The Butcher Of Valentine Street

It’s been years since
sides of beef, gutted pigs,
hung in his frozen vault.
His knives and cleavers
are packed away in a trunk,
no longer shining.

There’s still a call for rump and sirloin,
but he’s not the one being called.
And bells jangle in places.
But not the friendly alarm
of his butcher’s shop door
when a customer came n.

He sits out on the nursing home porch
waving to people he doesn’t know.
They don’t stop in for chuck or trip,
or a pound or two of ground round.
And he can’t smell blood any more,
just death.

Look at his hands.
Worn and weary
but without the consolation
of a hard day’s work.
No slicing and dicing a shoulder of lamb.
No grinding out sausage after sausage.
His job is staying alive.
He’s something of a slacker.

He wonders whatever happened
to the stray black cat,
the one that devoured the liver scraps
he tossed its way.
Or the woman he married,
the one who lived off his sweat.

Sun goes down
and he dozes in encroaching shadows.
A crisscross of light and dark:
an ancient tradesman
should be seen that way.

 
A Winter’s Shore

It’s miserable outside.
An unruly wind batters the trees.
The last of the leaves slowly zigzag to the floor.
Grass and garden shrivel from the cold.
Just the thought of the bitter sea
trembles my nerves.
Darkness settles into its slow, long hours.
Through the window glass,
I can hear voices without names
tick softly on the window glass
like rain.
I draw the curtain,
add more wood to the fire,
maximize how it is in here.

 

John Grey is an Australian poet, US resident. Recently published in Sin Fronteras, Dalhousie Review and Qwerty with work upcoming in West Trade Review, Willard and Maple and Connecticut River Review.

Two poems by Collin Kelley

Strange Angels

The week before my mother died
the house was full of wasps.
They buzzed and bumped along the ceiling,
got caught in the curtains and blinds.
Angry and in search of exit, yet refusing
every open door and window.

After the nurse came and told my mother
she would be dead in a week,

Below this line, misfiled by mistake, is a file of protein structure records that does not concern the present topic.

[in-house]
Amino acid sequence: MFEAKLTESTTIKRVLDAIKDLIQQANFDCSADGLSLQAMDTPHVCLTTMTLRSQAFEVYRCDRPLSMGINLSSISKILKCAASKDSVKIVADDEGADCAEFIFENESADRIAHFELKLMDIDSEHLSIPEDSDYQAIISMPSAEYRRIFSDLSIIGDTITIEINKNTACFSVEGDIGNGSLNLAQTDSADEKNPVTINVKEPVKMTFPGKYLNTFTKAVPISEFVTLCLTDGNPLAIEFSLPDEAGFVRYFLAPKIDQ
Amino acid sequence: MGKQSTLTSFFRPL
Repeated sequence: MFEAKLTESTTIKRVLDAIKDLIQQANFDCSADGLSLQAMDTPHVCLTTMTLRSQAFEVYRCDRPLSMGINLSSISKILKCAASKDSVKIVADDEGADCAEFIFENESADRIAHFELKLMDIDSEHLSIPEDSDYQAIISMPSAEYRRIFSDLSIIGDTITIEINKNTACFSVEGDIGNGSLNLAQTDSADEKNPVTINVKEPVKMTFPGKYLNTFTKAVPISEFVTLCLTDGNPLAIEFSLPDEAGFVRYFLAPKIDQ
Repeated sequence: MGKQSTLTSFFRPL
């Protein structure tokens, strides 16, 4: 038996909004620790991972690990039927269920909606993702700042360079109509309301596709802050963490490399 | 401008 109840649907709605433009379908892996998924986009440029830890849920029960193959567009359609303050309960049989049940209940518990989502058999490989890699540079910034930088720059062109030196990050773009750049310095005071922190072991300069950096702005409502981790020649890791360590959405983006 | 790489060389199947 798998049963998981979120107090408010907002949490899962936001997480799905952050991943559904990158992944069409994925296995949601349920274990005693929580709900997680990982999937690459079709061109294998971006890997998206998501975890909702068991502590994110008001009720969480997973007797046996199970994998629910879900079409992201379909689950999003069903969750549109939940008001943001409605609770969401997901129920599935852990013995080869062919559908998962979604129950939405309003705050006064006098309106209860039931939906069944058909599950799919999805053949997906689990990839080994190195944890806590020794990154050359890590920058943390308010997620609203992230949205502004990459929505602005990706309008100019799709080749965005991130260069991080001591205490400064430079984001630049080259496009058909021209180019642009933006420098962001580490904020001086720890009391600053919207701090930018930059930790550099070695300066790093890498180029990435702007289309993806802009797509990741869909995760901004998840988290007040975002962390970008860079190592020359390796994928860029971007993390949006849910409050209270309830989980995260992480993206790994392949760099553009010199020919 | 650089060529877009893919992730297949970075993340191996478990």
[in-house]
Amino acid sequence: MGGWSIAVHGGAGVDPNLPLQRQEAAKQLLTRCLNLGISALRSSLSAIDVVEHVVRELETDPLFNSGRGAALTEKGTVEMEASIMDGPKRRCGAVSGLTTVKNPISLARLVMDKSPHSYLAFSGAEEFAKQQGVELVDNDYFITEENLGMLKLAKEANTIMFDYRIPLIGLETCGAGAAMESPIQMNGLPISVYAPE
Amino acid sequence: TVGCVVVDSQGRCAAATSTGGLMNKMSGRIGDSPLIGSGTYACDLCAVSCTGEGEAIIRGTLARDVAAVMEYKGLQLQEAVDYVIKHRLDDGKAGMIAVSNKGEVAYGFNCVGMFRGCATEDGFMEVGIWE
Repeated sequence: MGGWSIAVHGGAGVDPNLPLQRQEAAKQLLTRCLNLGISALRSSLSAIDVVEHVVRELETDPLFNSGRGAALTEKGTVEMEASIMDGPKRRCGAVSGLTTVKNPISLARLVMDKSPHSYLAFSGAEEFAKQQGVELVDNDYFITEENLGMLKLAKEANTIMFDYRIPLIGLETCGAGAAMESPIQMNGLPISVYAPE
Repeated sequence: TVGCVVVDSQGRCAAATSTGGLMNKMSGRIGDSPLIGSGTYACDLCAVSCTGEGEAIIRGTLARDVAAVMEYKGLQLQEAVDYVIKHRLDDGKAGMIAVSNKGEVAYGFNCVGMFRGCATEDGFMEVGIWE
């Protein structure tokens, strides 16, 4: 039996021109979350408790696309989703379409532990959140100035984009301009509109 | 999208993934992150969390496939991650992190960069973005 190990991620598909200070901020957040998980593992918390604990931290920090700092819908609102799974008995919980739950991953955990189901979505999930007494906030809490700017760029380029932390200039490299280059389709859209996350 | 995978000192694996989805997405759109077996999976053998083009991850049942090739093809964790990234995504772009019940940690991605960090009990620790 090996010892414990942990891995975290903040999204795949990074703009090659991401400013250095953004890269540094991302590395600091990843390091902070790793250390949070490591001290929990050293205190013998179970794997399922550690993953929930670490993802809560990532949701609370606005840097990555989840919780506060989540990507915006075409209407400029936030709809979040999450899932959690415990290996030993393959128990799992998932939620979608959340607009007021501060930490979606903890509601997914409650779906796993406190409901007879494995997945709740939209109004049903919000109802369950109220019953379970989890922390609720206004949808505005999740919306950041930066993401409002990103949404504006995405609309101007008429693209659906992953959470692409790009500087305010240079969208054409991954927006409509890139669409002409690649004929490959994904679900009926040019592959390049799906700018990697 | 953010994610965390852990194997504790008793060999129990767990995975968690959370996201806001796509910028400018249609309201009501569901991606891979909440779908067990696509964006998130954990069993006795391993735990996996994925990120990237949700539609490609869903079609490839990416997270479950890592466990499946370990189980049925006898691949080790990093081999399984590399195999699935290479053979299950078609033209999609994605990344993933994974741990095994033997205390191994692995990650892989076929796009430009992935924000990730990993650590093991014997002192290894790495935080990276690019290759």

the wasps hovered near her
but never landed or threatened,
and she never swatted them away.

In witchcraft, a wasp is a strong feminine spirt,
a guardian and protector.
The caretaker, a deeply religious woman,
said the devil was in the house, unleashed
prayers and insecticide to down and drown them.
But these wasps were impervious,
resurrecting and wobbling back to the air.

The day after my mother died in hospice,
the husks of wasps littered the carpet,
seemingly fallen mid-flight.
Their manifest, tethered to my mother’s
mortal rage, gone out of them
along with the sting.

 

Terminal Agitation

The stacking and unstacking of pillows,
the pinning and unpinning of hair.

The rearranging and invention of words,
the unearthly cries and whispers.

Shouts and tears turn to low moans
then rev up to demonic growls.

Death has many faces, busy hands,
the work of leaving a kind of dismantling.

Maybe it is the sound and movement
of the soul coming unmoored

from its berth, the unsticking
and scraping away of one life for the next.

 

Collin Kelley is a poet, novelist, and journalist from Atlanta, GA. His latest project is co-editing “Mother Mary Comes To Me: A Pop Culture Poetry Anthology” forthcoming from Madville Publishing in 2020. www.collinkelley.com

Zuko’s Scar by Linda Crate

Zuko’s Scar

her name is a nettle,
a trigger;
every time i see it
i still cringe—

there are some names
i can never like

tarnished by memories of you—

it’s been years,
and there are many oceans
parting us and many more moons;

yet the name natalie
still burns me like fire

leaves me with zuko’s scar

i want my honor back
yet somehow i know that is something
i must find for myself,
and it was nothing you could have ever
given me.

 

Linda M. Crate’s works have been published in numerous magazines and anthologies both online and in print. She is the author of six published chapbooks, and a micro-chap. She has a novel, also, called Phoenix Tears (Czykmate Productions, June 2018).